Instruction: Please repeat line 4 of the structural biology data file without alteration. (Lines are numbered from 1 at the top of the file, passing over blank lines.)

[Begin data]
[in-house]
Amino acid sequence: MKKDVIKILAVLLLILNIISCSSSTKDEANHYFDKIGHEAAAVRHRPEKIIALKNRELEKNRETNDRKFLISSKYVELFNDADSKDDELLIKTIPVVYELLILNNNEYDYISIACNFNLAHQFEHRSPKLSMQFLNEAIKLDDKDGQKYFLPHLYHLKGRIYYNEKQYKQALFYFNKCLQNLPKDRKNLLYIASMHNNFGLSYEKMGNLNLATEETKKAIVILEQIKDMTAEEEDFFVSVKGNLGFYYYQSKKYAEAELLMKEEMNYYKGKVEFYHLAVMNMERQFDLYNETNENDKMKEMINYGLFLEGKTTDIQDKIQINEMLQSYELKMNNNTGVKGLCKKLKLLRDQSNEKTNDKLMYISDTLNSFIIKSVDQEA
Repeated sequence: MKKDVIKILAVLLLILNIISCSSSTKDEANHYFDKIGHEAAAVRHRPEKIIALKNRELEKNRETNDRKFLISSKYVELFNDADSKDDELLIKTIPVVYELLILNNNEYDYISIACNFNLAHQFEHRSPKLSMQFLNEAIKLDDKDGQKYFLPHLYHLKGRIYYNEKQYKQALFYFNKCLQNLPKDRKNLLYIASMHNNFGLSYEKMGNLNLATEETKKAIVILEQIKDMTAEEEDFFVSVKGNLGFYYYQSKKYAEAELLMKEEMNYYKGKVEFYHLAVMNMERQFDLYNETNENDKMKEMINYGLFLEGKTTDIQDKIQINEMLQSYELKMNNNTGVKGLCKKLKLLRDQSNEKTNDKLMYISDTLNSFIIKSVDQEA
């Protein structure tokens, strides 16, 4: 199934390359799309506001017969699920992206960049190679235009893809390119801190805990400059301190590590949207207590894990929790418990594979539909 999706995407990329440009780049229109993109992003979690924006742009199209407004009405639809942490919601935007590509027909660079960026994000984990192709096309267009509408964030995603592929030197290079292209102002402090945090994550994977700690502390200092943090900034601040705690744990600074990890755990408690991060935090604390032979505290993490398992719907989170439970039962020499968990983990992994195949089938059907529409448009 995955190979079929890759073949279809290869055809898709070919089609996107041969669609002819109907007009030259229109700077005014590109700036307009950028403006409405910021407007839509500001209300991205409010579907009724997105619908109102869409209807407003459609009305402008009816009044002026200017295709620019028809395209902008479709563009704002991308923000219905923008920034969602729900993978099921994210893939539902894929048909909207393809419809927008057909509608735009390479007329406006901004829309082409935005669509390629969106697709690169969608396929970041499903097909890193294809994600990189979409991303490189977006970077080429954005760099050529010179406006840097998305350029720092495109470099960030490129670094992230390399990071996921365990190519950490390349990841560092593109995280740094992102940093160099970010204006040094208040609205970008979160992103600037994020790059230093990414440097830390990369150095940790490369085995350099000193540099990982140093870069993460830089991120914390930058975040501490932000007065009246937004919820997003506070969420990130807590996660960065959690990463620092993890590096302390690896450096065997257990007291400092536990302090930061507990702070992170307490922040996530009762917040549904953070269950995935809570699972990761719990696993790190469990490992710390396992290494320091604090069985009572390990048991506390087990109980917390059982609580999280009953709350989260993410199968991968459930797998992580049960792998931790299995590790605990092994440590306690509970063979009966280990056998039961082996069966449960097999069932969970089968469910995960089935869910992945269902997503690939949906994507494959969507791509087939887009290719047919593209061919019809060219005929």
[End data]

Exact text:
């Protein structure tokens, strides 16, 4: 199934390359799309506001017969699920992206960049190679235009893809390119801190805990400059301190590590949207207590894990929790418990594979539909 999706995407990329440009780049229109993109992003979690924006742009199209407004009405639809942490919601935007590509027909660079960026994000984990192709096309267009509408964030995603592929030197290079292209102002402090945090994550994977700690502390200092943090900034601040705690744990600074990890755990408690991060935090604390032979505290993490398992719907989170439970039962020499968990983990992994195949089938059907529409448009 995955190979079929890759073949279809290869055809898709070919089609996107041969669609002819109907007009030259229109700077005014590109700036307009950028403006409405910021407007839509500001209300991205409010579907009724997105619908109102869409209807407003459609009305402008009816009044002026200017295709620019028809395209902008479709563009704002991308923000219905923008920034969602729900993978099921994210893939539902894929048909909207393809419809927008057909509608735009390479007329406006901004829309082409935005669509390629969106697709690169969608396929970041499903097909890193294809994600990189979409991303490189977006970077080429954005760099050529010179406006840097998305350029720092495109470099960030490129670094992230390399990071996921365990190519950490390349990841560092593109995280740094992102940093160099970010204006040094208040609205970008979160992103600037994020790059230093990414440097830390990369150095940790490369085995350099000193540099990982140093870069993460830089991120914390930058975040501490932000007065009246937004919820997003506070969420990130807590996660960065959690990463620092993890590096302390690896450096065997257990007291400092536990302090930061507990702070992170307490922040996530009762917040549904953070269950995935809570699972990761719990696993790190469990490992710390396992290494320091604090069985009572390990048991506390087990109980917390059982609580999280009953709350989260993410199968991968459930797998992580049960792998931790299995590790605990092994440590306690509970063979009966280990056998039961082996069966449960097999069932969970089968469910995960089935869910992945269902997503690939949906994507494959969507791509087939887009290719047919593209061919019809060219005929």